When you’re pregnant or have a new baby, everyone gives you advice. The shop assistant, the kind old dear walking past, the work know-it-all… you name them and they’ve got an opinion. I had two babies in under 18 months so, boy, have I heard more than enough.
And as far as I’m concerned there are some that you can really just take or leave…
1. “When you have a newborn, just don’t worry about doing house work.”
Bollocks. Easier said than done. My child needs clean onesies and the family needs to eat.
2. “Sleep when the baby sleeps.”
Great idea, in theory. But then when would the complete mess of a house get sorted, when would I eat or shower, and when on earth would I get just five minutes of ‘me’ time?
3. “You NEED this bassinet/pram/bed/latest-greatest-baby-product.”
Nope, you need the basics. You could keep buying baby products until you were blue in the face and still find there’s something you don’t have that everyone says you MUST get. Once the basics are covered, the rest are optional extras and sometimes a big fat waste of money.
4. “Keep the baby in their own cot in your room for the first 6-12 months.”
Yes, I know it’s a SIDS and Kids recommendation, but what about how damn noisy babies are, making it pretty hard to sleep? And what if you want to have some couple time and reclaim your bedroom? If you follow all the other SIDS recommendations, and use a good baby monitor with a sensor, I don’t see the harm in moving them prior to the six month mark, and if it means you get a better sleep and are more capable during the day then it’s a win win.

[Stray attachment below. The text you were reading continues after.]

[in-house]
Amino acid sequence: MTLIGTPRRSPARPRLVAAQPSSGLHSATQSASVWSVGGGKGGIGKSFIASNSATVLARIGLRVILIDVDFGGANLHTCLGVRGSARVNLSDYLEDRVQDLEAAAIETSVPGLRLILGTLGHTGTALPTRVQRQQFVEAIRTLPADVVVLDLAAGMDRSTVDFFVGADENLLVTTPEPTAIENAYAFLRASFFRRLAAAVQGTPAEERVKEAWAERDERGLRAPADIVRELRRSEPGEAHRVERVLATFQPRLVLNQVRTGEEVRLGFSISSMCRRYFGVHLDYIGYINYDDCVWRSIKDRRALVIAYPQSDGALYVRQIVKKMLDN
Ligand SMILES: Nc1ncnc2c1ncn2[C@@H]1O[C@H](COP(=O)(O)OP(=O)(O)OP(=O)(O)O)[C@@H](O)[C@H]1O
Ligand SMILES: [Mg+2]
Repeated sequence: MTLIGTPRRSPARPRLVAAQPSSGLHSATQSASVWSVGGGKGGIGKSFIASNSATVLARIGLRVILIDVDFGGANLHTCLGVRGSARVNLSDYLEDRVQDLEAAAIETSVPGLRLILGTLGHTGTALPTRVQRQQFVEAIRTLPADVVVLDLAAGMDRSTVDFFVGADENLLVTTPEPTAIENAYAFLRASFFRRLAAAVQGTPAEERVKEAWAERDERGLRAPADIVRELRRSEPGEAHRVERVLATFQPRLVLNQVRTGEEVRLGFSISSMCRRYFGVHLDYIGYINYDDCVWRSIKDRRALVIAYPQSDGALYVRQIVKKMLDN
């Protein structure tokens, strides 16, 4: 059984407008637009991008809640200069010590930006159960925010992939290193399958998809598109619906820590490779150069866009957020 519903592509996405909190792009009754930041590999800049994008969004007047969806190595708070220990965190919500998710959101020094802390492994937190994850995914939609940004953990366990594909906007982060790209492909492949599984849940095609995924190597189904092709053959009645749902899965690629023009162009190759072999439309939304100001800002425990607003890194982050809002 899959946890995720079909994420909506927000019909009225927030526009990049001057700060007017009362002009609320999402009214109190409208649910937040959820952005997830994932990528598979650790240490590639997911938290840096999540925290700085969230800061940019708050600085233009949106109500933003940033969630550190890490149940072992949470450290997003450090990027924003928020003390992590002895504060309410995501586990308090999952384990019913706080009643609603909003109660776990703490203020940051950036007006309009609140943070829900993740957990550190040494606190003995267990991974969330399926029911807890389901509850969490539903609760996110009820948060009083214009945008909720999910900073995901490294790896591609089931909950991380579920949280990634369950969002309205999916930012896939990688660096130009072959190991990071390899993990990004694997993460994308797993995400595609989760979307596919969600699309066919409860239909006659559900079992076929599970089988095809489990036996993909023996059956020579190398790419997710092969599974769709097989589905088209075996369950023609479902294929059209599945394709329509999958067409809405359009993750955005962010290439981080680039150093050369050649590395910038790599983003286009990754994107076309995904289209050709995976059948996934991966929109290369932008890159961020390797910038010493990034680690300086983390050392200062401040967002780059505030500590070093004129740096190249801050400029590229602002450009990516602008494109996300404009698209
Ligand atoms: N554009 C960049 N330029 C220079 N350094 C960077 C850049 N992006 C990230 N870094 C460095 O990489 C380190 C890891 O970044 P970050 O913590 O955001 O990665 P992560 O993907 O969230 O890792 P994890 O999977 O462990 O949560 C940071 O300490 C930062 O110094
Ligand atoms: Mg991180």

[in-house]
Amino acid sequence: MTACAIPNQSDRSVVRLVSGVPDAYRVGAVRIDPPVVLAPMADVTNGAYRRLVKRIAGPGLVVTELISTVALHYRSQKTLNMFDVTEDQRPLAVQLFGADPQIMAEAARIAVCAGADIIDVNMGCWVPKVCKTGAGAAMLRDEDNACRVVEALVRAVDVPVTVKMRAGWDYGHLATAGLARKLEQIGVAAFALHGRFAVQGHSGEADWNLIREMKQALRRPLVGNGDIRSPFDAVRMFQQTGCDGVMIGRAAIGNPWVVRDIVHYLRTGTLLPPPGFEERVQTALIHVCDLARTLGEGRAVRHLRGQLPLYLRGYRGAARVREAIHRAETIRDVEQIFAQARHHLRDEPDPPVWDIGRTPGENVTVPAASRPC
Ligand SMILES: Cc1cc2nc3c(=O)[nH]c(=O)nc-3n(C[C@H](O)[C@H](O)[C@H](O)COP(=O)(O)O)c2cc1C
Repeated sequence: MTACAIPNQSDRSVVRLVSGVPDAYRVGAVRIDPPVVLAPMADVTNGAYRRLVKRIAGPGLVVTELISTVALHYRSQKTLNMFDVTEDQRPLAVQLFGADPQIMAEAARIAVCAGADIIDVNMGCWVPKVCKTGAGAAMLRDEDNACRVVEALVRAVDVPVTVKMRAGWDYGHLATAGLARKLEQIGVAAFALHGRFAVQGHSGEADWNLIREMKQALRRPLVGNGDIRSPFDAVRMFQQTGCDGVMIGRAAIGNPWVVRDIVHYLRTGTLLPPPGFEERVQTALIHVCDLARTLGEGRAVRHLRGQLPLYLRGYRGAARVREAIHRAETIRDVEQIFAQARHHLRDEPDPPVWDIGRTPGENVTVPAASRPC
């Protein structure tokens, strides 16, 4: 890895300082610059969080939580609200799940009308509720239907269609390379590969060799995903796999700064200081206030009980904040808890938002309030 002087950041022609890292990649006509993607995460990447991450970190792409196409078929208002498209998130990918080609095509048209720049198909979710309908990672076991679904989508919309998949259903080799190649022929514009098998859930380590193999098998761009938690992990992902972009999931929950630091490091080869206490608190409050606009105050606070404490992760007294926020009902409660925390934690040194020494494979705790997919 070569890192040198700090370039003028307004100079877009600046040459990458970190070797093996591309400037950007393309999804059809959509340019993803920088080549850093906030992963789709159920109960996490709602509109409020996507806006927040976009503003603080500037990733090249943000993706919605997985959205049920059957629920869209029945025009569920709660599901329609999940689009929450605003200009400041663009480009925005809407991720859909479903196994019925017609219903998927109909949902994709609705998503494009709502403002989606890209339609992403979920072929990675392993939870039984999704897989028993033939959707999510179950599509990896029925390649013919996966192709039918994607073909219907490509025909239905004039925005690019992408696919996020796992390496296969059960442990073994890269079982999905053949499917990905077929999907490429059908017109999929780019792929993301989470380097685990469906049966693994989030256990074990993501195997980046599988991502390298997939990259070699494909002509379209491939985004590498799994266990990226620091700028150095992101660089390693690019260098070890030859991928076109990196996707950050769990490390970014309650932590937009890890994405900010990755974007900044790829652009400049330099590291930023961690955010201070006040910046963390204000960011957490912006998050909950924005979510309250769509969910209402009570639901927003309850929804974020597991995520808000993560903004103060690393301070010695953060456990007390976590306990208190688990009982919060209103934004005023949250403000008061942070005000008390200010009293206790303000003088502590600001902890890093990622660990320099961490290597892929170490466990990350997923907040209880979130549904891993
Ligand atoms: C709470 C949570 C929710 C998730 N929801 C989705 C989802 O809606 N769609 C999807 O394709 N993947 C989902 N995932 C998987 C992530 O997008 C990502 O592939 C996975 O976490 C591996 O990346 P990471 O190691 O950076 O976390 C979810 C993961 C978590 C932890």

WATCH what we first thought when we first saw our baby. Post continues after video…
5. “Don’t give them a bottle too early, they’ll get nipple confusion.”
Many midwives and doctors will say this, and that it can wreck breastfeeding. Then some others will say one bottle a day, given by Dad late at night so Mum can go to bed early, won’t hurt. There’s always conflicting advice on many things to do with babies. For me, one bottle a day did no harm for our first born (and so far so good with our second). And it meant I got to sleep more and enjoy the odd glass of wine. I’m sure babies are clever enough to work out the difference between a nipple and a bottle (and what about all those new-fandangled bottles that literally look and feel the same as breasts?). Hello sanity.
6. “Dummies are bad.”
No, dummies can save both you and your baby a lot of heartache. My husband and I swore we wouldn’t ever use dummies. I think it was around the third week in with our first born, during a particularly bad crying-for-no-reason session, that we were desperately reaching for the pack of dummies we had stashed somewhere “just in case”. They help settle and soothe, and also tide a baby over for a few more minutes while you’re getting their feed ready. SIDS says there is strong evidence that dummies are associated with a reduced risk of sudden infant death when used consistently. And if it’s only to sleep or settle, what’s the harm?
7. “Breastfeeding is natural.”
It may be natural in that women were born to do it, but it’s by no means easy! Many new mums often say that they wish someone had told them how problematic breastfeeding can be, and how even though it’s what nature intended there’s no shame in it not working out. Yes, “breast is best” but fed is better! Whatever works for you.
Did we miss anything? What would you add?